"Prince Of Darkness" sounds laboured and twee, a nursery story set to music with a Beatles-esque undercurrent. Opaque and irritating. I recall a review in the NME that said the album reminded the reviewer of the theme music to a Czech cartoon and this track belies that opinion perfectly, as indeed does the kitschy sounding "Jaunting Car" that appropriately ended up as the radio theme to a show in Northern Ireland by Gloria Hunniford. Things improve with 'Annie Austere' a dynamic piano driven epic perfectly embellished by some fine guitar adornments by Vincent McCusker, and again Foye spars manfully with Houston's sparkling piano. 'Knowing You' has all the melody and aching eloquence one expects from Fruupp. A beautiful vocal it pulls at the heart strings till it builds to an epic ending of pure dynamic fury and melancholy.
"Crystal Brook" continues the upward turn in proceedings and 'Seaward Sunset' is a delightful piece of piano prettiness that perfectly preludes "The Perfect Wish" which really brings to the fore Fruupp at their sophisticated best. Fleeting, effortless and strident it is seamlessly sophisticated with Houston delivering glittering piano crescendos and motifs whilst Farrelly indulges his finest Cleo Laine jazziness. The closing embers of the song is about as magical as it gets, and builds from nowhere to an exquisite moment of pure grace, beauty Dynamism and poise combine to leave the listener sad, beguiled and longing for something more.
February 1975 saw the release of Modern Masquerades completed in the wake of Stephen Houston's departure to enter the business of bothering God. His leaving also scuppered their audition for Seymour Stein at Sire Records, which in his absence proved a disastrous affair. Their fourth opus was a marked change of direction. Houston's replacement John Mason gave the band a more warm and enveloping feel, a shimmer of sublime sophistication aided and abetted by the production duties being transferred to the capable hands of former King Crimson member, and future stalwart of Foreigner Ian MacDonald. It opens with "Misty Morning Way" a delightful slab of mystical meandering. Mason's keyboards have a shimmering sheen and blends perfectly with the guitar dynamics of Mc Cusker. It resembles European proggers Nova and PFM, with elements of Greenslade to boot. 'Masquerading With Dawn' skips and dives with effortless ease. This is Fruupp at a more cohesive and strengthened level, refined via a freshened lightness of touch but delivering a calculated symphonic punch. Mason composed the Mervyn Peake inspired 'Gormenghast' again a sweepingly assured palette of textures and poignancy that wends well with Farrelly's sensitive vocal delivery via the implicit fluidity of the backdrop, perfectly abetted by some sublime sax from Ian McDonald. 'Mystery Might' lives up to the title, a forceful slab of driven sophistication, yet sensitively interspersed with achingly eloquent vocals and sense of exceptional drama driven furiously along by Martin Foye's relentless drumming. With 'Why' we can see the bare subtle refinement of Vincent McCusker's song-craft and the precise beauty implicit in Peter Farrelly's voice. A beautiful piano track underscores the simple sentiment of wondering about making a phone call. It has more in common with piano drenched maladies of the late Jobriath. A tender and exceptional masterpiece of a song.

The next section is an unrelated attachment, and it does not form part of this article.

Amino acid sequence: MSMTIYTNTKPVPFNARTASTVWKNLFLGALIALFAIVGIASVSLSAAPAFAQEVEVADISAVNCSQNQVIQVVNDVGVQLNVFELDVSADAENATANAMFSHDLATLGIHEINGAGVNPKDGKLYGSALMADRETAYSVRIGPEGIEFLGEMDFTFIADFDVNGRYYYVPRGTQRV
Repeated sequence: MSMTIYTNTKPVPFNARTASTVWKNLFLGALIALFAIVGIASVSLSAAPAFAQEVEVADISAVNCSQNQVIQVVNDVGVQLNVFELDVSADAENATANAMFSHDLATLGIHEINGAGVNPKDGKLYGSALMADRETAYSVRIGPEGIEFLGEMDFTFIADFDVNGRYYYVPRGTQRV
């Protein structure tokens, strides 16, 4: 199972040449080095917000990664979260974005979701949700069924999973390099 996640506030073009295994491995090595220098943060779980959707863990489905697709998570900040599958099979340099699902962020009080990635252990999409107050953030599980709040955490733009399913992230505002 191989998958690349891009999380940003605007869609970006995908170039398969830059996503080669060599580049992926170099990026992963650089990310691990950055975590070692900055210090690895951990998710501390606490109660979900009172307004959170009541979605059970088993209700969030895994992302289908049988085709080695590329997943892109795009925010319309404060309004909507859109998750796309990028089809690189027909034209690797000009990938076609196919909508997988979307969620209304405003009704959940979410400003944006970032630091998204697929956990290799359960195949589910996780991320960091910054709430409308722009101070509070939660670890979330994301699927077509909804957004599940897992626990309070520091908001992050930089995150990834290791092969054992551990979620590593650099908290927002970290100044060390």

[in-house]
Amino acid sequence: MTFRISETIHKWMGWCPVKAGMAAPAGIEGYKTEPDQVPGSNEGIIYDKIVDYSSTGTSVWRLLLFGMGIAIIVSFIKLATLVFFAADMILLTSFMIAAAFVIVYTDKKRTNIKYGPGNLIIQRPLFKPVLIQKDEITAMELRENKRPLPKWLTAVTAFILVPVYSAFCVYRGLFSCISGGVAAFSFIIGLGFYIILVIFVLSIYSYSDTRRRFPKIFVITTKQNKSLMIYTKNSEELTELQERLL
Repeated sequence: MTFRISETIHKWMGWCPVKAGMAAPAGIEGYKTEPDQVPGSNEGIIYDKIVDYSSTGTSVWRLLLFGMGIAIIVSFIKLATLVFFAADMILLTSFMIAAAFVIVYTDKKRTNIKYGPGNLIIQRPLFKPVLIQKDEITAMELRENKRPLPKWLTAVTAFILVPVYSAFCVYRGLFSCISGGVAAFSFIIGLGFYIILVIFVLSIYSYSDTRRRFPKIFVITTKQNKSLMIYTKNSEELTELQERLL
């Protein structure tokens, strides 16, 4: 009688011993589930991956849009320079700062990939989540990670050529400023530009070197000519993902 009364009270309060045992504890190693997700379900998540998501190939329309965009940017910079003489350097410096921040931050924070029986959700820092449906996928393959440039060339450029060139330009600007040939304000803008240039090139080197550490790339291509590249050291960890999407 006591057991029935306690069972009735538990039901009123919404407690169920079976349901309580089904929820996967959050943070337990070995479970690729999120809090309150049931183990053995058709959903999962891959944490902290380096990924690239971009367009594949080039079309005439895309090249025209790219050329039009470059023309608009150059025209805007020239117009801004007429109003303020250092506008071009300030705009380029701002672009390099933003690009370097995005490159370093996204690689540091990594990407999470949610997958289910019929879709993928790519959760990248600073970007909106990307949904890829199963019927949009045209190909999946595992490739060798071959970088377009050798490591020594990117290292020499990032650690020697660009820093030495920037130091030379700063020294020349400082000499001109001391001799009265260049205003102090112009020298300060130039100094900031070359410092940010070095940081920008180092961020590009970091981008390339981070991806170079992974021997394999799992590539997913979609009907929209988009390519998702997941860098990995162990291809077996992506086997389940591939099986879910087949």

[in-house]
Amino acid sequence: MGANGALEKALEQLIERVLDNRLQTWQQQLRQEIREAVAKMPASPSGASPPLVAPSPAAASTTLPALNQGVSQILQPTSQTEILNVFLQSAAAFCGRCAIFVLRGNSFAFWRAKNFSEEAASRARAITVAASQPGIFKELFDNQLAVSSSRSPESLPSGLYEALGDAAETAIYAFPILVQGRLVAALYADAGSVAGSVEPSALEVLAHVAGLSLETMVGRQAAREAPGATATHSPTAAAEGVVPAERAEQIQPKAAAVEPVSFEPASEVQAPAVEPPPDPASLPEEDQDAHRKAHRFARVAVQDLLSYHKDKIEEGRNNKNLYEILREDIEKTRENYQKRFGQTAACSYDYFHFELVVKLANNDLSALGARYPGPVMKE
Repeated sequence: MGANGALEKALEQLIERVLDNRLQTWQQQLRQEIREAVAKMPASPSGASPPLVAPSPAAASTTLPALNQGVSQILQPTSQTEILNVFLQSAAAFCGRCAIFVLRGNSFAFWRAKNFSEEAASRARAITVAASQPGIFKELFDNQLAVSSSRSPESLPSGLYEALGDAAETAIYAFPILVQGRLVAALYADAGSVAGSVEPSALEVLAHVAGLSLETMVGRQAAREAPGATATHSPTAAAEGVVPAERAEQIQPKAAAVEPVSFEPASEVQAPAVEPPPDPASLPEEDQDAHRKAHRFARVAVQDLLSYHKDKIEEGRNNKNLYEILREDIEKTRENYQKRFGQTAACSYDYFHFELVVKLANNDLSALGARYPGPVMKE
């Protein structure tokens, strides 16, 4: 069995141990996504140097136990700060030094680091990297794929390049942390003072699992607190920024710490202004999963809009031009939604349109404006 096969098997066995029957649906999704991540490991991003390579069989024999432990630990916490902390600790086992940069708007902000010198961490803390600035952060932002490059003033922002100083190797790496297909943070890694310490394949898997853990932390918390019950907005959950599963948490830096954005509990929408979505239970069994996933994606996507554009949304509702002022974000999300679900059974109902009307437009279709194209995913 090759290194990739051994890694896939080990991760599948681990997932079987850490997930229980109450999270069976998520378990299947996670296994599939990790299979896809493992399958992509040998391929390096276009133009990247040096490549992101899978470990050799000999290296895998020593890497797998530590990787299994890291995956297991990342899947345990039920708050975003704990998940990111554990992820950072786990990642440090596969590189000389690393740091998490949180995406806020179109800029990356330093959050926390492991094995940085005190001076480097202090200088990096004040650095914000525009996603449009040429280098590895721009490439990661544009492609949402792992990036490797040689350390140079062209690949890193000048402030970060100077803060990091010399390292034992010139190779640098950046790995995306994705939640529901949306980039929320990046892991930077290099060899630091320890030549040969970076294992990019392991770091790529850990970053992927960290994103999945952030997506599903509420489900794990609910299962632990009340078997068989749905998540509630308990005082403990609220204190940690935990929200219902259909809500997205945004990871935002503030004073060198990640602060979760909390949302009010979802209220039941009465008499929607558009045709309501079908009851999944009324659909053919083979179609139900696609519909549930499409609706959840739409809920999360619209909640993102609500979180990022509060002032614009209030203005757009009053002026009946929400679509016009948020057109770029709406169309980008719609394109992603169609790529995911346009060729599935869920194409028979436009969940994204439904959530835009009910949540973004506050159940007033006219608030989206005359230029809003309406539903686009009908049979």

"Janet Planet" -- a single in Ireland and a lost opportunity elsewhere -- is a wonderful ditty about Van Morrison's muse and lover. It skips along like an utter gem that reminds me of the Beatles and and the effortlessly whimsical nature of many of the songs of John Howard. Proceedings swerve to a resplendent conclusion with "Sheba's Song" a searing and glinting fantasy about a big cat, it shows the band at the height of their powers, full of distinctive riffs and a wonderful dynamic effortlessness, A cinematic aspect, it hints at much more in the future, but the future can rapidly change, and often sadly does.
Fruupp ground to a halt in September 1976 after a final gig at The Roundhouse. John Mason had already departed and despite recruiting a new member and recording a fifth album Dr Wilde's Twilight Adventure they called it a day after a fire at their flat in London almost killed Vincent McCusker and Paul Charles, destroying the master tapes for their new album, and the recordings for a projected live one. John Mason died a few years ago, but the original members remain. With this re-issue they might regroup for a final masquerade whilst time and health prevails. One can only dream. They had a strange revival of sorts in 2007 when Talib Kweli sampled "Sheba's Song" featuring Norah Jones for "Soon The New Day" on his Eardrum album which hit number 2 on the Billboard chart.
Despite the prettiness of the package, there are numerous faults and flaws afoot. Bar the release dates and recording details there are scant biographical details. The whole enterprise has the air of an a swiftly assembled repackage, and yet previous re-issues had copious informative liner note from Paul Charles their former manager and occasional lyricist. These could have been easily utilized to make Wise As Wisdom the tribute it deserves to be. There is nothing here that hasn't been previously available yet there are numerous quality live recordings out there that are calling out to be compiled, and deservedly so. There is also a plethora of ephemera concerning them that would have better served this re-issue than the instantly available stuff that has been lazily appropriated. It is perfectly imperfect primer for the uninitiated, but is far from definitive nor an improvement on prior re-issues.
Still, as was once said, "Best to be looked over than be overlooked" and Fruupp remain a band worthy of remembering or discovering afresh, even if on this modern masquerade they are not best served, they still have a future from their extraordinary past.